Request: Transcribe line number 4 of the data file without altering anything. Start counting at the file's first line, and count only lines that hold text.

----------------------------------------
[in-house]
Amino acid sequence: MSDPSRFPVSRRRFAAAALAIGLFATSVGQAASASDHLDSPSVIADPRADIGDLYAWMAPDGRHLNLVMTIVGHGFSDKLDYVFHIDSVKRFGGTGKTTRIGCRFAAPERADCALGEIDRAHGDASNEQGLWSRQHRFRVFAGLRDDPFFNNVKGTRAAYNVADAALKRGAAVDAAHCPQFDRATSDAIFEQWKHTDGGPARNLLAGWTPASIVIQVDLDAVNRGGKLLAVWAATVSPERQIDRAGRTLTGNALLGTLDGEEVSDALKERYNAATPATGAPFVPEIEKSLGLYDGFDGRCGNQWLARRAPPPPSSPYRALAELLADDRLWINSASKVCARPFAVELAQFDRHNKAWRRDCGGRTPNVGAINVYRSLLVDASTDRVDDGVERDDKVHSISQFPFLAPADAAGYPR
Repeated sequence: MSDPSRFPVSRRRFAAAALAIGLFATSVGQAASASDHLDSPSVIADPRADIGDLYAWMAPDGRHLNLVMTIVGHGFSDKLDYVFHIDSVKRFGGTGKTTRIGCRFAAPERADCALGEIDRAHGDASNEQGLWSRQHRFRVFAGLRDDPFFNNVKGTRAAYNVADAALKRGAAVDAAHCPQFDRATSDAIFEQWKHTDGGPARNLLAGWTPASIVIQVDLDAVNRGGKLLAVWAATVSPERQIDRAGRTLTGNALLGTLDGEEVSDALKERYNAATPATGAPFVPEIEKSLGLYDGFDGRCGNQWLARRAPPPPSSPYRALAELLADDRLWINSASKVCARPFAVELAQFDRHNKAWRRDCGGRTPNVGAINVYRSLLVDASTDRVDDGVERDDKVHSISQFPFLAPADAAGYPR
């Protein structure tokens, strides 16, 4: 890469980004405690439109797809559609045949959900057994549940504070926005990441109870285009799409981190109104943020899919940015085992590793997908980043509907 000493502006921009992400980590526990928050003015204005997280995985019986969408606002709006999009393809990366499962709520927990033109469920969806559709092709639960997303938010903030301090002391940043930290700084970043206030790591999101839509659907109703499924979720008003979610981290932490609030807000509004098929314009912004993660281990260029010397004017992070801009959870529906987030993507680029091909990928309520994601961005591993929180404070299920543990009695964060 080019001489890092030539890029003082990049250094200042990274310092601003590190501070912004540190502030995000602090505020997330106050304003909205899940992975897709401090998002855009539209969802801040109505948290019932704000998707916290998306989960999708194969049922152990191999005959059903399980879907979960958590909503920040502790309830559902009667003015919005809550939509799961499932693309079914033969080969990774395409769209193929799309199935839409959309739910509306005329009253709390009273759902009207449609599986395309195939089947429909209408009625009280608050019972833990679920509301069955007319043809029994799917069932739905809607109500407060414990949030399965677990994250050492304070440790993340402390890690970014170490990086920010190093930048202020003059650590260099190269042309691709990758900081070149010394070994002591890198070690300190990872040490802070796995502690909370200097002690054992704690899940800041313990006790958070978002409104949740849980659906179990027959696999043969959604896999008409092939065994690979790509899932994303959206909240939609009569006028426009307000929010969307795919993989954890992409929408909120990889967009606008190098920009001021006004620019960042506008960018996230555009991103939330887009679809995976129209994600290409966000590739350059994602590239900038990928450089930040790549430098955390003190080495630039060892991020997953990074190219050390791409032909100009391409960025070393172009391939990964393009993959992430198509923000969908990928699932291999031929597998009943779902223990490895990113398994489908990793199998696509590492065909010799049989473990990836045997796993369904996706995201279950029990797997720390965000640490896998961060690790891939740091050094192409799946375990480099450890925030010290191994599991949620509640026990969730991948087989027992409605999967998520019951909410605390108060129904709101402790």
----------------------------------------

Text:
């Protein structure tokens, strides 16, 4: 890469980004405690439109797809559609045949959900057994549940504070926005990441109870285009799409981190109104943020899919940015085992590793997908980043509907 000493502006921009992400980590526990928050003015204005997280995985019986969408606002709006999009393809990366499962709520927990033109469920969806559709092709639960997303938010903030301090002391940043930290700084970043206030790591999101839509659907109703499924979720008003979610981290932490609030807000509004098929314009912004993660281990260029010397004017992070801009959870529906987030993507680029091909990928309520994601961005591993929180404070299920543990009695964060 080019001489890092030539890029003082990049250094200042990274310092601003590190501070912004540190502030995000602090505020997330106050304003909205899940992975897709401090998002855009539209969802801040109505948290019932704000998707916290998306989960999708194969049922152990191999005959059903399980879907979960958590909503920040502790309830559902009667003015919005809550939509799961499932693309079914033969080969990774395409769209193929799309199935839409959309739910509306005329009253709390009273759902009207449609599986395309195939089947429909209408009625009280608050019972833990679920509301069955007319043809029994799917069932739905809607109500407060414990949030399965677990994250050492304070440790993340402390890690970014170490990086920010190093930048202020003059650590260099190269042309691709990758900081070149010394070994002591890198070690300190990872040490802070796995502690909370200097002690054992704690899940800041313990006790958070978002409104949740849980659906179990027959696999043969959604896999008409092939065994690979790509899932994303959206909240939609009569006028426009307000929010969307795919993989954890992409929408909120990889967009606008190098920009001021006004620019960042506008960018996230555009991103939330887009679809995976129209994600290409966000590739350059994602590239900038990928450089930040790549430098955390003190080495630039060892991020997953990074190219050390791409032909100009391409960025070393172009391939990964393009993959992430198509923000969908990928699932291999031929597998009943779902223990490895990113398994489908990793199998696509590492065909010799049989473990990836045997796993369904996706995201279950029990797997720390965000640490896998961060690790891939740091050094192409799946375990480099450890925030010290191994599991949620509640026990969730991948087989027992409605999967998520019951909410605390108060129904709101402790």